How is NAEMD Mumbai

India: Bombay or Mumbai - what is correct now?

The resourceful traveler to India has of course leafed through his travel guide long ago and knows what's going on: a few years ago the Indian map was considerably rewritten. Calcutta, once the capital of British India, was from then on as "Kolkata" in the Atlas. Madras became “Chennai”, Bangalore became “Bangaluru”.

Bombay, the largest and busiest city in India, now bore the similar but three-letter name "Mumbai". Even after a few hours in the megalopolis, however, it should be clear to any half-awake tourist that something is wrong.

The majority of the locals still speak of Bombay today, Mumbai is much less common. How should one behave as a politically correct vacationer?

How Bombay became Mumbai

I recommend: healthy pragmatism and a look at the history book. The name of the city, once founded on seven islands, goes back to the Portuguese who, after opening up the sea route to India, established a branch here and called it “Bon Bahia” - one of many historical spellings for “beautiful bay”. What the linguistically painless English, who took over the then insignificant trading post in the middle of the 17th century, made "Bombay".

Over the centuries, the port branch grew into a cosmopolitan city under this name, until five decades after India's independence Shiv Sena stepped on the scene, a nationalist party that formed the government in the state of Maharashtra in the 1990s and is still actively involved today.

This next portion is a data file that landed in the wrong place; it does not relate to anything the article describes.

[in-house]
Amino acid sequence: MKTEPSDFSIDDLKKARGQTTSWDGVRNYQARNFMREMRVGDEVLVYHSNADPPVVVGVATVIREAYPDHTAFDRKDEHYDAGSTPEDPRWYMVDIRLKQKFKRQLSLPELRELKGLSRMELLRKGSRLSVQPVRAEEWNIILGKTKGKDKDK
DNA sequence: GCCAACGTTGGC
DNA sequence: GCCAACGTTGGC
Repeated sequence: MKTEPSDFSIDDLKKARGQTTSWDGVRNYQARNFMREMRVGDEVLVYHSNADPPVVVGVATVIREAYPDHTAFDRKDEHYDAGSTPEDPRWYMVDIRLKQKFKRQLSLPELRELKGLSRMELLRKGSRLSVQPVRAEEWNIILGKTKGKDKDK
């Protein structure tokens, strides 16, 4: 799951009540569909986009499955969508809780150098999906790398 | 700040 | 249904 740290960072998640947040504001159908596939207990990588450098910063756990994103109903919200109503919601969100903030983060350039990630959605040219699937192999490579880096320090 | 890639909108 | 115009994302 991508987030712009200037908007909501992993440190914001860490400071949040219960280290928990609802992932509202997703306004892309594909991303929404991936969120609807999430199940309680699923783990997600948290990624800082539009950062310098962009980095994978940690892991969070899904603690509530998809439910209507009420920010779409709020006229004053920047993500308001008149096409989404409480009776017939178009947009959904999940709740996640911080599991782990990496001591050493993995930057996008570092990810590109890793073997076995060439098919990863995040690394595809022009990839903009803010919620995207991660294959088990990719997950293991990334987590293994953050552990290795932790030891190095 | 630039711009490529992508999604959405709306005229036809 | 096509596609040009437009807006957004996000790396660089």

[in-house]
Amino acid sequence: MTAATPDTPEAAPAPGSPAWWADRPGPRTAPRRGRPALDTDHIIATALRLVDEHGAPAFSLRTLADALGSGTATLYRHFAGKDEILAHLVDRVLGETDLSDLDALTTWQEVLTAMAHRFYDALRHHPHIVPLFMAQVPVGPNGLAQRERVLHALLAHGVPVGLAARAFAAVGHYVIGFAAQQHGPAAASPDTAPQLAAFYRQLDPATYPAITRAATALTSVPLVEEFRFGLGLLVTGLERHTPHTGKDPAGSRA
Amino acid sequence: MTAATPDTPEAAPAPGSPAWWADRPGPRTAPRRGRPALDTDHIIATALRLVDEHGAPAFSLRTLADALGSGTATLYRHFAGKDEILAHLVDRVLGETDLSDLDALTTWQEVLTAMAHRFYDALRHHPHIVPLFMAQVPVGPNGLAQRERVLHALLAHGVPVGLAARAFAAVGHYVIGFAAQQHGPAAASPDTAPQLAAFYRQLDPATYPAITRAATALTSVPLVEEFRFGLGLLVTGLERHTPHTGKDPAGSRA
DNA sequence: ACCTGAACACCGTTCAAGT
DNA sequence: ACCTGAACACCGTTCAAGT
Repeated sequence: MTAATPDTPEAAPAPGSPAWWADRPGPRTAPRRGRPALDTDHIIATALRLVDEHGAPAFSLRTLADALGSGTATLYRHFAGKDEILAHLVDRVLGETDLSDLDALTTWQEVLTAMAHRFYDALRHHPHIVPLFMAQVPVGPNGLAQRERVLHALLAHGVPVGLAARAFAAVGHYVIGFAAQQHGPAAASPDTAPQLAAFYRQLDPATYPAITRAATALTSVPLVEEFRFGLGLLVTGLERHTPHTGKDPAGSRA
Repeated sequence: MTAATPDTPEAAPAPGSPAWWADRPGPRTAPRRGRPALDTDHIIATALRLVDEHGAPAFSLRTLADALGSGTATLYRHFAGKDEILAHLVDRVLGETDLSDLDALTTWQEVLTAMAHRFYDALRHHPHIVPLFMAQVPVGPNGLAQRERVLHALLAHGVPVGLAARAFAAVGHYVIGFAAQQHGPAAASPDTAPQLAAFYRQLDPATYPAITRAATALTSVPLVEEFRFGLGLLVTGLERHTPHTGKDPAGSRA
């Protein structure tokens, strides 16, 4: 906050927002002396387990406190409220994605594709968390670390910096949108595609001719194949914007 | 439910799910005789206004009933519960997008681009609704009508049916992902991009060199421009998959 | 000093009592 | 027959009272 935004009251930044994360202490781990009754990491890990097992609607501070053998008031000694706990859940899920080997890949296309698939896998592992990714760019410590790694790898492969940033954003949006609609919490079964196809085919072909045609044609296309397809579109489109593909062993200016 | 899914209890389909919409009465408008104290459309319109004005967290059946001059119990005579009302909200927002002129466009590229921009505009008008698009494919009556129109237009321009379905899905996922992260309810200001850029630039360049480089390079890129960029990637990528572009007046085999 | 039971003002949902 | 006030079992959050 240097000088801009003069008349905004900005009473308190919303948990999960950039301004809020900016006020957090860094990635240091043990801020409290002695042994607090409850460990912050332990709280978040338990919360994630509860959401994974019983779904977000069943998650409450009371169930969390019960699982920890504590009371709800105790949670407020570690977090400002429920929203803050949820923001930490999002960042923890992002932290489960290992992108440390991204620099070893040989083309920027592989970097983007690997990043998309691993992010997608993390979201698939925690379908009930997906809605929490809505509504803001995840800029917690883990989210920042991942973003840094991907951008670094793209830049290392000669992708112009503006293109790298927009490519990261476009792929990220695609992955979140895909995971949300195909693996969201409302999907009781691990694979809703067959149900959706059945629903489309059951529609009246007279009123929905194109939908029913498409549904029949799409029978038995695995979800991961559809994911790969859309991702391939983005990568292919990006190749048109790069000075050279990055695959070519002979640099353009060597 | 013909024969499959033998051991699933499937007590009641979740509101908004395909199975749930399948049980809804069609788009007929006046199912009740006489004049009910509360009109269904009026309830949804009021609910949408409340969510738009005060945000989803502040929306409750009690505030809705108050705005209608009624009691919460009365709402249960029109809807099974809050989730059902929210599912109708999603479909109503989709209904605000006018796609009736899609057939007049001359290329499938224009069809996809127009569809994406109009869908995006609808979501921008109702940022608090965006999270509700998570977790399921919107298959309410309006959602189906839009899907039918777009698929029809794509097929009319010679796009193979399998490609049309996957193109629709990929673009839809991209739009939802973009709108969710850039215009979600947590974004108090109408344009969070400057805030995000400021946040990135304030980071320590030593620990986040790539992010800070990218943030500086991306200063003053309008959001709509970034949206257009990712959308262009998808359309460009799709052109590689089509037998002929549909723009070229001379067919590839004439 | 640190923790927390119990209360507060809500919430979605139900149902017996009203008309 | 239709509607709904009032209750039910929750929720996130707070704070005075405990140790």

The name “Bombay” is colonial stale, a new one is needed, the party said indignantly, which sees itself as a collecting basin for the Marathas, who have historical roots in this region and who made life difficult for the Mughals. Shiv Sena reached into the bag of tricks for the renaming - and suggested a combination of the goddess Mumbadevi, "Mumba" for short, and "Aai", Marathi for "mother". "Mumbai" was born.

In Mumbai one can manage, in Bombay one lives

How do you deal with the double name in practice? First: Whoever writes uses the term “Mumbai”, whoever speaks says “Bombay”. Rule number two is so lovely that it has to be translated into the English words of Fiona Caulfield, who wrote the charming travel guide “Love Mumbai” on paper last October: “A business executive might convene a meeting in Mumbai, but she will summon a lover only to Bombay. "

In Mumbai you can do it, in Bombay you live, play and love. This is reflected to this day in the "Times of India", the largest English-language daily newspaper in the country. It appears in “Mumbai”, but its popular gossip about Bollywood stars and asterisks is still called “Bombay Times” to this day.

Anyone who deals with authorities and government representatives should always say "Mumbai" and use the official name on letters, courier deliveries and business cards - regardless of the fact that the city's international airport, named after the Marathon King Chhatrapati Shivaji, continues to use the abbreviation "BOM" carries.

As an aside, it should be mentioned that the 20 million inhabitants of the city call themselves “Mumbaikar”. Or also "Bombayite". Or "Mumbaiwalla". To ask?